Facebook first became popular with young people of university age. They use it to co-ordinate their social lives, alongside mobile phones, to share photos and generally add an extra dimension to the fun side of being at uni. There are more ways in which it can be used, but I think that remains the basis.
Working in education technology, I started to use Facebook to see what potential it might have in the educational sphere. At the start, I didn’t find Facebook particularly enthralling. I’m not a young uni student and I don’t need it to co-ordinate my social life. However as more of my social circles began to use it and I found it to be quite a good way to keep in touch with a range of distributed social networks. These include family who live at a distance, old school friends, friends I used to live near but no longer see as regularly, OU work colleagues and a close-knit social circle based around the shared weekly activity of Morris Dancing. Indeed, the Morris side has moved its website onto Facebook so when you click the website address, you get routed to a Facebook page which makes it much easier to maintain a dynamic web presence.
The vast majority of my Facebook contacts were over 30 when they started using it.
For the most part, all runs fairly smoothly. People post amusing links or anecdotes on their walls to which others respond in a lively and comic vein. Videos and photos get posted which help people keep in touch and all in all it provides a pleasant diversion.
However sometimes the status updates and comments are not so amusing – there are oblique and unpleasant references to other members of the social circle. Allusions to intrigues and references to personal issues that would really be better kept out of the public domain. I have also seen parents who effectively stalk their offspring on facebook, commenting on their posts and photos in a way that must make the kids cringe and sometimes drives them to “unfriend” their own parents.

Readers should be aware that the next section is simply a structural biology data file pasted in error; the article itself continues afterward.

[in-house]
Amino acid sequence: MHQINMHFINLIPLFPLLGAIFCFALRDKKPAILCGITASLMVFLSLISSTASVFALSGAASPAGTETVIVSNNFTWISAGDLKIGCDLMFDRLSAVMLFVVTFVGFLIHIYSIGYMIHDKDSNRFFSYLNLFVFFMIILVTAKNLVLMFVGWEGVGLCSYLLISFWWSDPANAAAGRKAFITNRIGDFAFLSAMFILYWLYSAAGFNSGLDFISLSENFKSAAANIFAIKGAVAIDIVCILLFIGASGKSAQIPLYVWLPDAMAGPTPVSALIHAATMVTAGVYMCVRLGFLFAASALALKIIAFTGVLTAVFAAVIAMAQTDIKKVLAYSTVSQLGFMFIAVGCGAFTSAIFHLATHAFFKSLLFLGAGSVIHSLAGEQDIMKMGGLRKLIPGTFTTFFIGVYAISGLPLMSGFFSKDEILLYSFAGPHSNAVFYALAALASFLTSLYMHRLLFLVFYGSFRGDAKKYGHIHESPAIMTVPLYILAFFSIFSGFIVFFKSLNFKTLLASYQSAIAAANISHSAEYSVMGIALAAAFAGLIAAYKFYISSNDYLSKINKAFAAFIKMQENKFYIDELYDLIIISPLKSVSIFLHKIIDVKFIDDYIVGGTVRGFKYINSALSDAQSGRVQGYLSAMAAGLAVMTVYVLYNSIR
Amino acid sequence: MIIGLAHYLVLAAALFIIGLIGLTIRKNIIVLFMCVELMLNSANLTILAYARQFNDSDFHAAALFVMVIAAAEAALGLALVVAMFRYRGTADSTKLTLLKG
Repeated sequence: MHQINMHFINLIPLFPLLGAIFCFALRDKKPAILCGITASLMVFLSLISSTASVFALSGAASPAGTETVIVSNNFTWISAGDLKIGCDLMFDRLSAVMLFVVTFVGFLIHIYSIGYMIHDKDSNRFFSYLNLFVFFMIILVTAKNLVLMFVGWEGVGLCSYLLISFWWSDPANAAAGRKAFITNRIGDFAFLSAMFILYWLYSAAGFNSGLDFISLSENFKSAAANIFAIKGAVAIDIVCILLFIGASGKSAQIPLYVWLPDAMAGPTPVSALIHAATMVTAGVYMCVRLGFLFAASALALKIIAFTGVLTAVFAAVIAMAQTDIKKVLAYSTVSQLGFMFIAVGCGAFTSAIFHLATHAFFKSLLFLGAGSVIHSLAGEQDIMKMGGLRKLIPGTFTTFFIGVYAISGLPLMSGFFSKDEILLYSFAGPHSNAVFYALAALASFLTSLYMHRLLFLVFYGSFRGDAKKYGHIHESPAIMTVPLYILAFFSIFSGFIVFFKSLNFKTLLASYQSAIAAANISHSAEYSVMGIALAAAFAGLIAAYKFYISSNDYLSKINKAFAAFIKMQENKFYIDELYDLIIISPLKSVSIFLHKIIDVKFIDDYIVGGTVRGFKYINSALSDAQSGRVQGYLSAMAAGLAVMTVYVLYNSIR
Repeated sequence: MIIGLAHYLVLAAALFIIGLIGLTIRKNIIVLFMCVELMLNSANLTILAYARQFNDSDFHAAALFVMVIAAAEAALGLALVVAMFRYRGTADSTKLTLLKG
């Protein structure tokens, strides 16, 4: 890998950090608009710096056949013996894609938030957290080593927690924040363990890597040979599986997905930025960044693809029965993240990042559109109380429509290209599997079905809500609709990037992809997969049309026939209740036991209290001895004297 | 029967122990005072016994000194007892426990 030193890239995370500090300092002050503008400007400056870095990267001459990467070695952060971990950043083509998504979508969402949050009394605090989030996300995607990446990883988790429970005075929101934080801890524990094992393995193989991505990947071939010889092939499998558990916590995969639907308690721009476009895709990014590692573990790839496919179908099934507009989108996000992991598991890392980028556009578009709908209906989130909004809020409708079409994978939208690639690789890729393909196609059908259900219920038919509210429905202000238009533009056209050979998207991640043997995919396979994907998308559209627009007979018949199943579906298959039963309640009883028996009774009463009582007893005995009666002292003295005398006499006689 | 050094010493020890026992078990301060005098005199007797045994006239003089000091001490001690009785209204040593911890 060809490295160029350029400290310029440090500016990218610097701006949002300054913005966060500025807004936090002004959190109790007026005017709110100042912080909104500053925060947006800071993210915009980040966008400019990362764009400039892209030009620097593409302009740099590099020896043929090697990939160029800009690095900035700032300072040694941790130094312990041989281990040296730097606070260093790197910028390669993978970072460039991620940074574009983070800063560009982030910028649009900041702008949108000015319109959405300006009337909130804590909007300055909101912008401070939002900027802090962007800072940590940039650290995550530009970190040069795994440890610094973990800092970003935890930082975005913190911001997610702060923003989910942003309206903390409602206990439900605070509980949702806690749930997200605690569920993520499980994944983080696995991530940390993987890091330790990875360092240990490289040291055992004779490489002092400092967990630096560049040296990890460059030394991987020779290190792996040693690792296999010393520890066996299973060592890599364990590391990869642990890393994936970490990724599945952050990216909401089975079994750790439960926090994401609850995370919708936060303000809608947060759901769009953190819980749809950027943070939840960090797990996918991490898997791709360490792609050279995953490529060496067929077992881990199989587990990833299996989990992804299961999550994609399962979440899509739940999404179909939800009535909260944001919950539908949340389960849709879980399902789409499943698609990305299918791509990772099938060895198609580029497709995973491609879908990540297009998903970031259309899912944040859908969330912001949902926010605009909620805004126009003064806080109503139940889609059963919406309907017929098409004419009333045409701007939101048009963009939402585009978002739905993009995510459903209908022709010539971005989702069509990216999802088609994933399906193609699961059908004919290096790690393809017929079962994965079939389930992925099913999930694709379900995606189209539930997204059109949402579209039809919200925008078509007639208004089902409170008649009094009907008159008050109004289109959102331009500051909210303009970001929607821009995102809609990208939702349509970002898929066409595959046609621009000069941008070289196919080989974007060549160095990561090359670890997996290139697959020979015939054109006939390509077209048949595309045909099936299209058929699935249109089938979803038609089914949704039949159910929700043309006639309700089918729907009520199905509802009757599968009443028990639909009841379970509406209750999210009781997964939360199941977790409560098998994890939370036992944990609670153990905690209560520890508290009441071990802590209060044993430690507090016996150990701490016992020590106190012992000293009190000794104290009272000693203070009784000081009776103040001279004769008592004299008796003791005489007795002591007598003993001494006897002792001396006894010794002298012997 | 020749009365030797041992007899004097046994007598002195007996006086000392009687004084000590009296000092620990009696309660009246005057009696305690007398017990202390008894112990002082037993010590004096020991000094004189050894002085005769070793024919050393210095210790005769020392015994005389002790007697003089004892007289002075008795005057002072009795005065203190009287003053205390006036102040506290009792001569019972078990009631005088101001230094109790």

I was talking to my daughter about these behaviours. She has grown up with facebook and in her opinion, “older people” just don’t know how to use social networking properly. She pointed out that when young people use facebook, they are also meeting up with their facebook contacts during the evening and day. This means that if they start posting inappropriate and tedious status updates on their wall, or on the walls of others, their friends will tell them in no uncertain terms. Along the lines of “Why on earth are you whinging about your boyfriend dumping you. Nobody is interested, get over it”. She suggested that young people get “trained” in the appropriate way to use the technology. She is strongly of the opinion that “older people” miss out on this essential learning stage.
This may be true. But from what she said, there are also young people who misuse Facebook as a vehicle for cyber-harassment. If they continue with the nasty posts, she simply blocks them and because she sees them on a daily basis, she tells them that she is blocking them because she doesn’t want to see their unpleasant comments. However it is possible that these young people simply carry on. Is inappropriate use of social networks the result of older people lacking a fundamental understanding of how to use them. Or will young cyber-bullies grow up to be old cyber-harassers? Do bullies of all ages simply deploy the new technologies that they encounter to extend their bullying activities into the online sphere, attempting to use the social media as another way to isolate and undermine their victims?